Anne In New York is a series of images which continues my exploration into the representation of the Holocaust in American culture. There is a certain irreverence to using Anne Frank's visage in anything other than a sacred context. By doing so, I am attempting to wrench the viewer out of the more familiar trappings of Holocaust imagery: barbed wire, flames, black and white images of trains, etc.

"She is perhaps Hitler's best known victim, but what was Anne Frank really like?" So reads the postcard pinned to my bulletin board, which advertises the recent film, Anne Frank Remembered. Most of the hype surrounding Anne Frank is not really concerned with Anne herself (and the film really isn't, either), but is concerned with what I have come to call The Cult of Anne Frank. She has been made into the quintessential Holocaust victim for a variety of reasons. She wasn't an observant Jew, and as such assimilated American Jews can relate to her. As a young girl, her "innocence" is redoubled by her age and her gender. And, her story ends neatly, we do not need to read about her suffering. In fact, many are unaware that Anne died in Bergen-Belsen.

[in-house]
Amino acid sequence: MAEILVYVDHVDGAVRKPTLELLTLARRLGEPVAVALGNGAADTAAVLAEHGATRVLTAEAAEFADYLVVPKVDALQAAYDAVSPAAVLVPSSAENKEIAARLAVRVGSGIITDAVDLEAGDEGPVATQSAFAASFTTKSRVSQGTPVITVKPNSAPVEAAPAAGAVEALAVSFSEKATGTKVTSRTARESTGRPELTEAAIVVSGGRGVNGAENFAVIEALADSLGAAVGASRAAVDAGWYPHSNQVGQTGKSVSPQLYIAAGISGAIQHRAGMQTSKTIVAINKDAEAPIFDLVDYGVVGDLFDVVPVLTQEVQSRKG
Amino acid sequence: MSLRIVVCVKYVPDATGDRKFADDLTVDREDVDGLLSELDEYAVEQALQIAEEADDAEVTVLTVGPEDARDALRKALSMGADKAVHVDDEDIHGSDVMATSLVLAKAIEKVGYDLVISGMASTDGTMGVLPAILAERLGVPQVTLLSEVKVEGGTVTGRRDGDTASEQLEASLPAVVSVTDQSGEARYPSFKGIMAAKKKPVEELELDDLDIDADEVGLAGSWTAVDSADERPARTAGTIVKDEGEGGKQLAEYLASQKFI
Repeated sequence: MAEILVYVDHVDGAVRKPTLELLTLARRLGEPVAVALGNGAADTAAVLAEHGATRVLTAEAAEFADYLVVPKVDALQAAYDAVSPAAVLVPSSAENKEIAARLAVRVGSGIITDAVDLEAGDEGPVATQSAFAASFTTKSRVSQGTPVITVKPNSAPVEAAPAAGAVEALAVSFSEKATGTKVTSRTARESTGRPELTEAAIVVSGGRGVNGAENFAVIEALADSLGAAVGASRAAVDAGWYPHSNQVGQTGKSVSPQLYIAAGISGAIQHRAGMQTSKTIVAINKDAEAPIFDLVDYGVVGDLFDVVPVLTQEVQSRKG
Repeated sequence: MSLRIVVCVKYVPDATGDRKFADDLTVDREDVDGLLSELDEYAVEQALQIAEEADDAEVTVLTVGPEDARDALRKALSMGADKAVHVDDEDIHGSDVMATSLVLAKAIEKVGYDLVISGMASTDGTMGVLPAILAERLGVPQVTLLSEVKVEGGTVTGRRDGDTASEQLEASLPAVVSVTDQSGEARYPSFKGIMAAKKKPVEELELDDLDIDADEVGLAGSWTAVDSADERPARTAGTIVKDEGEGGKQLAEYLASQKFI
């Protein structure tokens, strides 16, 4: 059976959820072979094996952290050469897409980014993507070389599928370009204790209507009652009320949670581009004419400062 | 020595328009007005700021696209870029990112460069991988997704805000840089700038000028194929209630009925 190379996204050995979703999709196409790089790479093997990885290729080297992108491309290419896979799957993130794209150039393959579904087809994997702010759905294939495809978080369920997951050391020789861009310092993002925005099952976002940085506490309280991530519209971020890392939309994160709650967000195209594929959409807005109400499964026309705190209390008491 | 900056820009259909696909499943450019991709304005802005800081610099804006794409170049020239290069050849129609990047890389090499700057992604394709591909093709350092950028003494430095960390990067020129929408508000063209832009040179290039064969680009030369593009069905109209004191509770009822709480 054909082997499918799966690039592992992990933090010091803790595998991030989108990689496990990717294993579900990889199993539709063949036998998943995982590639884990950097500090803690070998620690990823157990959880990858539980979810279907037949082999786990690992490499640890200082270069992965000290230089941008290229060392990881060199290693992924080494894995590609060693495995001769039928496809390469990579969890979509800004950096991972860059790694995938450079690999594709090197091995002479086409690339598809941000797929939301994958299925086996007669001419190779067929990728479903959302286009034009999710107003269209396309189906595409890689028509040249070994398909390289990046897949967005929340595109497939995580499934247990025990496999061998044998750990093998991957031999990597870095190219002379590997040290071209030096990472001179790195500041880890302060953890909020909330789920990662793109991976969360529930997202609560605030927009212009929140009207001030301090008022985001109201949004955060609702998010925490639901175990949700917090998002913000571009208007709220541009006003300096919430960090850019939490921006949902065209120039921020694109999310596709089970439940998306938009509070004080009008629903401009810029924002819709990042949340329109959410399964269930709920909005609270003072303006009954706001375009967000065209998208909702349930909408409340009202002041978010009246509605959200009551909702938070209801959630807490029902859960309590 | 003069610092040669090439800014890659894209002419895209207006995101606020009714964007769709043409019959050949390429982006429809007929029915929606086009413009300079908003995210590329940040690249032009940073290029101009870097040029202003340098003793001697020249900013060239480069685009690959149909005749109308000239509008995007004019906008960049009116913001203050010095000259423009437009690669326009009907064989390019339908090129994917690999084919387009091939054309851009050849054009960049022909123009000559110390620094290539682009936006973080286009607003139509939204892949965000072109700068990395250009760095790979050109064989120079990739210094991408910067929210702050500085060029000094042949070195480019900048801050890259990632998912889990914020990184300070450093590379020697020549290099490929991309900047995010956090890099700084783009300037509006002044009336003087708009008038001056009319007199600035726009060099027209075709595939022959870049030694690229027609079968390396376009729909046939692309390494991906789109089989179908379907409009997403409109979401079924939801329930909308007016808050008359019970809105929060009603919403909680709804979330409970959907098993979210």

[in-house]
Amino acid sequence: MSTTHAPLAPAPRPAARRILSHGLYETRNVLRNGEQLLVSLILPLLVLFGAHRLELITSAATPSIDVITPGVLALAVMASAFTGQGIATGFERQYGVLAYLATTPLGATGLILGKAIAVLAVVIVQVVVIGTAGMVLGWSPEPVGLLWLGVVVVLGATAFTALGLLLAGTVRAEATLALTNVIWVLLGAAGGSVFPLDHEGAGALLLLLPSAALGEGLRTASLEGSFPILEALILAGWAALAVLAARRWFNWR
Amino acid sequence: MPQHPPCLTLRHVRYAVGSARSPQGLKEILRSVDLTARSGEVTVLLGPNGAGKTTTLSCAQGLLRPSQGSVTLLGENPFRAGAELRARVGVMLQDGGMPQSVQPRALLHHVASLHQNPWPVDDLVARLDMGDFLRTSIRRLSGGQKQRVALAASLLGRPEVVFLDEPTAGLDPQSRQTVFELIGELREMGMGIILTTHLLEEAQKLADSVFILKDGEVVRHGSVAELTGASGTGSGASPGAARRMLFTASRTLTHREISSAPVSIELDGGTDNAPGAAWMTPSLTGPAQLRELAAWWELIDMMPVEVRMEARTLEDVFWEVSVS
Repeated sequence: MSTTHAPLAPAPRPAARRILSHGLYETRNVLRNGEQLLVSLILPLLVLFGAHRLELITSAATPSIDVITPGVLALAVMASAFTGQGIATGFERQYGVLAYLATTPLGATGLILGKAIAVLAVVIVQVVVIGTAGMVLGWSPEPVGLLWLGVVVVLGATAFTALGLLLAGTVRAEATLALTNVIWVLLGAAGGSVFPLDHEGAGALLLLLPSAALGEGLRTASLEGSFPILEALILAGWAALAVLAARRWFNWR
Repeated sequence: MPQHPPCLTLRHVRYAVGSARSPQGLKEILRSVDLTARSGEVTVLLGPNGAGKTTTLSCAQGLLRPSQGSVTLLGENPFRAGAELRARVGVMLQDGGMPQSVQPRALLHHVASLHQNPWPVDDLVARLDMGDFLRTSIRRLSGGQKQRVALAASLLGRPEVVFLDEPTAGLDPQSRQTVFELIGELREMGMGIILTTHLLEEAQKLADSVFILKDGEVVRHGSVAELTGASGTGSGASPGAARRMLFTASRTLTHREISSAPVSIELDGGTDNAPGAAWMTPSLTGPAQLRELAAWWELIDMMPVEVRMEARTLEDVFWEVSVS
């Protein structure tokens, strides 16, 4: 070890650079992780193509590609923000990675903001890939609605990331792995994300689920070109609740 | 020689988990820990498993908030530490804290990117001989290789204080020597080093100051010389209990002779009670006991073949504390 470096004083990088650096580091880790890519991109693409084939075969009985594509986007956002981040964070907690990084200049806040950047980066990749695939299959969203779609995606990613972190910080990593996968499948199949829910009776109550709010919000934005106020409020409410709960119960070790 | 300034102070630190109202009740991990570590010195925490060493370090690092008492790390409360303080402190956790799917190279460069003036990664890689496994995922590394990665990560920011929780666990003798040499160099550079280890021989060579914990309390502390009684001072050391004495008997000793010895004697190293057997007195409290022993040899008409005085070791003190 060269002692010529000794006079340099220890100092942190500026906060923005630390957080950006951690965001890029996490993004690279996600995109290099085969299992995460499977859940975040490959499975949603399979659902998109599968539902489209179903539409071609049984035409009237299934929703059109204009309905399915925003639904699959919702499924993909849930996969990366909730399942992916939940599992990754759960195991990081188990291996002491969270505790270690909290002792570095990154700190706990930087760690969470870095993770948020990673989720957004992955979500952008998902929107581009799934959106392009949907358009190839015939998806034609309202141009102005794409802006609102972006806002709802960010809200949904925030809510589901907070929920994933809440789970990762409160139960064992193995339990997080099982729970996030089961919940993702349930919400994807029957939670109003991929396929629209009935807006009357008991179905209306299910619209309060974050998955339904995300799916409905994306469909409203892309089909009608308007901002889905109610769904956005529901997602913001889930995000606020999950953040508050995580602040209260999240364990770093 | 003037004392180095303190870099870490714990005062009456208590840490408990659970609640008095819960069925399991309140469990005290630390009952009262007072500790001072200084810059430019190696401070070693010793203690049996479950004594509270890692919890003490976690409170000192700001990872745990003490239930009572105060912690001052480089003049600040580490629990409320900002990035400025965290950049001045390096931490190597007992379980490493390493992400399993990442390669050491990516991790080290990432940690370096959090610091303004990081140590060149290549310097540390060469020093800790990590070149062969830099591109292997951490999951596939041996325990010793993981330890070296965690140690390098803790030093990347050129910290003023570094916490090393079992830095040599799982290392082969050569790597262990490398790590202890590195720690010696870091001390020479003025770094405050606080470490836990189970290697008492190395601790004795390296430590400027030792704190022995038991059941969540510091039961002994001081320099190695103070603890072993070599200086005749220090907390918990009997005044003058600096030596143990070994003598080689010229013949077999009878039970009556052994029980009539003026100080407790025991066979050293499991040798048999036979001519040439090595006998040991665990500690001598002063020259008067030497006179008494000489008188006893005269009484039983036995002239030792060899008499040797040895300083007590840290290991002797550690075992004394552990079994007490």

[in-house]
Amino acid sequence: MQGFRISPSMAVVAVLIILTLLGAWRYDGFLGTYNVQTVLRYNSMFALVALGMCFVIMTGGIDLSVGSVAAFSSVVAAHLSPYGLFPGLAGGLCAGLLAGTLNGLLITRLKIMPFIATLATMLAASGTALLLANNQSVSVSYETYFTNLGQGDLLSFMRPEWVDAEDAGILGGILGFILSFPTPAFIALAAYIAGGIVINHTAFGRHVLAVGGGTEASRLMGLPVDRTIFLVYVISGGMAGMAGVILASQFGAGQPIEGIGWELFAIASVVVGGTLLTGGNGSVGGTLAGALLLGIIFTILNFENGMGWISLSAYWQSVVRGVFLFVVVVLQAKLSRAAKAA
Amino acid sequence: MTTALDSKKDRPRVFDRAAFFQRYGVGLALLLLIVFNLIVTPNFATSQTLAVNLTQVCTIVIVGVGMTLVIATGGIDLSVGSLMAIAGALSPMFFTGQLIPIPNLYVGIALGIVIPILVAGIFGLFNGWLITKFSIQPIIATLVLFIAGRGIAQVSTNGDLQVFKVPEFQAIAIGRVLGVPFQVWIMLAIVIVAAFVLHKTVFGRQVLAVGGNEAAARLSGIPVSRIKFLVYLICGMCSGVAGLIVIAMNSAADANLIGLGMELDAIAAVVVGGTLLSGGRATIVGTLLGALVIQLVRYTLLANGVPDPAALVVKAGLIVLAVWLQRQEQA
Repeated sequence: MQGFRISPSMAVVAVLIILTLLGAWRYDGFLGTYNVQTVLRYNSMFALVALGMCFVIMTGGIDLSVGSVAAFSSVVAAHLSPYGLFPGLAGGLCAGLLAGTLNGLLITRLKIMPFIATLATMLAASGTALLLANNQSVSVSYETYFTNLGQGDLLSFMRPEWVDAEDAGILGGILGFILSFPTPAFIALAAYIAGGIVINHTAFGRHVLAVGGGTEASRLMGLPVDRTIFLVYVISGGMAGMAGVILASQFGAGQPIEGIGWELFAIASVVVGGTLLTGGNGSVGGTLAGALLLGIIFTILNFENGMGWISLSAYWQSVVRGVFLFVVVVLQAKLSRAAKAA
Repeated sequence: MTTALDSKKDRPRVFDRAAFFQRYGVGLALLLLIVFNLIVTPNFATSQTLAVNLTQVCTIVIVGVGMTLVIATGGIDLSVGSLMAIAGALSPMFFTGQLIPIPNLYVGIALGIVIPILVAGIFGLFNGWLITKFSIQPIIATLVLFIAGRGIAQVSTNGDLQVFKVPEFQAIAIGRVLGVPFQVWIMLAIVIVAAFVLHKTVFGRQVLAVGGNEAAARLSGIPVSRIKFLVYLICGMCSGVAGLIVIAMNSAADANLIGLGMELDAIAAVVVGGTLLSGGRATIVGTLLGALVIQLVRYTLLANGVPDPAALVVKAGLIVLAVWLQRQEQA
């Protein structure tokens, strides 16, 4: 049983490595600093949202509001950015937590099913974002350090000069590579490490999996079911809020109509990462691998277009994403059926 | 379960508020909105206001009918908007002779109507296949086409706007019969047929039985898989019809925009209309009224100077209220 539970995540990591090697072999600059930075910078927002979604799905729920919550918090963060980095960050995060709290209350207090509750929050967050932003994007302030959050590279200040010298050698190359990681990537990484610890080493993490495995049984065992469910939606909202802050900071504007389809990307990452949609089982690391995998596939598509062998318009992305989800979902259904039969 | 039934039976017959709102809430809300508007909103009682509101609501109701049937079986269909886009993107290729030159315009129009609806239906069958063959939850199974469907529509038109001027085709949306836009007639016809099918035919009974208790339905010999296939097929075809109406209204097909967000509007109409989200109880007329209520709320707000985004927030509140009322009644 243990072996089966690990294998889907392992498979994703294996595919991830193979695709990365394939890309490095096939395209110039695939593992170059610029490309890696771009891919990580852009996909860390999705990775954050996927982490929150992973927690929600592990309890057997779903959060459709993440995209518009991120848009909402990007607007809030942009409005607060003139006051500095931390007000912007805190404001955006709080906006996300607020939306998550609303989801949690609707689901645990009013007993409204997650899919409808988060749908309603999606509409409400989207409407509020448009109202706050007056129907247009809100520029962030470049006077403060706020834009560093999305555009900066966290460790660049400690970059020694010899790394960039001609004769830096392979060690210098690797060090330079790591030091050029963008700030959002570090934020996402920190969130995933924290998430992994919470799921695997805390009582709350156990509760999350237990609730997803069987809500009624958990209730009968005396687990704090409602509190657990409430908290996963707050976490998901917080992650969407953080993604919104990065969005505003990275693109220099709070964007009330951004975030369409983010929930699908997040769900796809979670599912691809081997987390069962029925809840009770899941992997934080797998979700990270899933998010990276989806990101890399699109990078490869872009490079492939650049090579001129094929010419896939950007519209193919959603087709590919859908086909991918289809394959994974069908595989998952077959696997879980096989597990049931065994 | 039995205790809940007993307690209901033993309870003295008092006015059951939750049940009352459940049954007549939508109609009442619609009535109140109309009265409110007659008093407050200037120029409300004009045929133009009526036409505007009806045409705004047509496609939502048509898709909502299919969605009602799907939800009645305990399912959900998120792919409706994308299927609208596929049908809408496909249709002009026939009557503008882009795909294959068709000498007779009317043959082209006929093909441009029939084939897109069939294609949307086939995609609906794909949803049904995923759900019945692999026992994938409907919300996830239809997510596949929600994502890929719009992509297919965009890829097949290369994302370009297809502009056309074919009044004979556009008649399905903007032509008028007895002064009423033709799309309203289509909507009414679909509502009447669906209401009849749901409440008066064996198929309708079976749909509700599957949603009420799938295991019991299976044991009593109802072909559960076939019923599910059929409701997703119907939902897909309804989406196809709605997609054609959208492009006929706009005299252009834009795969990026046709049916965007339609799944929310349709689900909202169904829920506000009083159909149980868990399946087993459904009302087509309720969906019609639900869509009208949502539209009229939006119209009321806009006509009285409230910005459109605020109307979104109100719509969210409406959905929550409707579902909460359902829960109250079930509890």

Anne's face, made slightly forlorn and opaque by its translation into a graffiti stencil, has come to symbolize the suffering of millions of people. Can one image really bear that kind of weight? As a monochromatic "tag", the image takes on the iconic status of such images as Warhol's Monroe, Che Guevara, and others. She looms about New York City, locus for American Jewish culture, such a seamless part of the urban landscape that she is scarcely noticed by passersby. Her translation into American culture is so complete that when her image is reunited with its original caption, "I usually look quite different," in her own handwriting, we hardly notice that the caption is in English, while Anne Frank wrote in Dutch.

Rachel Schreiber is an artist and writer who works with photography, video, and computers. Her videotapes have screened internationally in such festivals as the World Wide Video Festival, the London Jewish Film Festival, the New York Video Festival, the San Francisco Gay and Lesbian Film Festival, and the Women in the Director's Chair Festival in Chicago. Her writing has been published in such journals as Index: Contemporary Art and Culture; the New Art Examiner; and Afterimage. She received her MFA in Photography and Critical Writing from the California Institute of the Arts, and subsequently participated in the Whitney Independent Study Program in New York City. Schreiber lives in Baltimore, where she teaches electronic media at the Maryland Institute, College of Art.